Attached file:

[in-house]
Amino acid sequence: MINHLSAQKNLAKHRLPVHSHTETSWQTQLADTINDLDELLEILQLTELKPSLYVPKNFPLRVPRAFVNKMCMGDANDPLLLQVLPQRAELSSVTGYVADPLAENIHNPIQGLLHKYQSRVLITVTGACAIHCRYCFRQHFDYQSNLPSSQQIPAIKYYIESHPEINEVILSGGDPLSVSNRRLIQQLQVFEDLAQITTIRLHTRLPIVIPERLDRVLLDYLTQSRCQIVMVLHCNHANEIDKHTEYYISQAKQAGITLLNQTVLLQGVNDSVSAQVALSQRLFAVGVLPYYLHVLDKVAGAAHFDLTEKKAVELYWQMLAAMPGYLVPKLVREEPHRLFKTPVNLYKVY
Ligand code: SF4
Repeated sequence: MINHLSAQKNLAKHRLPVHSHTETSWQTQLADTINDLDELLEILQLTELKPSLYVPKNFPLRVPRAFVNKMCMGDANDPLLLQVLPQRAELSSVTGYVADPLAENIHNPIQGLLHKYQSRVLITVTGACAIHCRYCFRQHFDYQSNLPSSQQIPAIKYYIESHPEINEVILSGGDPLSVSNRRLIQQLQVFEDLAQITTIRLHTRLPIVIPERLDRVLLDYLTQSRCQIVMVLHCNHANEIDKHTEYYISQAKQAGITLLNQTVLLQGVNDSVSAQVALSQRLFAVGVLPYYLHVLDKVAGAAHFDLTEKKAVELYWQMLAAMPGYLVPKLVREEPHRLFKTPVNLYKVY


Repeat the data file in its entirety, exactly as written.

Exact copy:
[in-house]
Amino acid sequence: MINHLSAQKNLAKHRLPVHSHTETSWQTQLADTINDLDELLEILQLTELKPSLYVPKNFPLRVPRAFVNKMCMGDANDPLLLQVLPQRAELSSVTGYVADPLAENIHNPIQGLLHKYQSRVLITVTGACAIHCRYCFRQHFDYQSNLPSSQQIPAIKYYIESHPEINEVILSGGDPLSVSNRRLIQQLQVFEDLAQITTIRLHTRLPIVIPERLDRVLLDYLTQSRCQIVMVLHCNHANEIDKHTEYYISQAKQAGITLLNQTVLLQGVNDSVSAQVALSQRLFAVGVLPYYLHVLDKVAGAAHFDLTEKKAVELYWQMLAAMPGYLVPKLVREEPHRLFKTPVNLYKVY
Ligand code: SF4
Repeated sequence: MINHLSAQKNLAKHRLPVHSHTETSWQTQLADTINDLDELLEILQLTELKPSLYVPKNFPLRVPRAFVNKMCMGDANDPLLLQVLPQRAELSSVTGYVADPLAENIHNPIQGLLHKYQSRVLITVTGACAIHCRYCFRQHFDYQSNLPSSQQIPAIKYYIESHPEINEVILSGGDPLSVSNRRLIQQLQVFEDLAQITTIRLHTRLPIVIPERLDRVLLDYLTQSRCQIVMVLHCNHANEIDKHTEYYISQAKQAGITLLNQTVLLQGVNDSVSAQVALSQRLFAVGVLPYYLHVLDKVAGAAHFDLTEKKAVELYWQMLAAMPGYLVPKLVREEPHRLFKTPVNLYKVY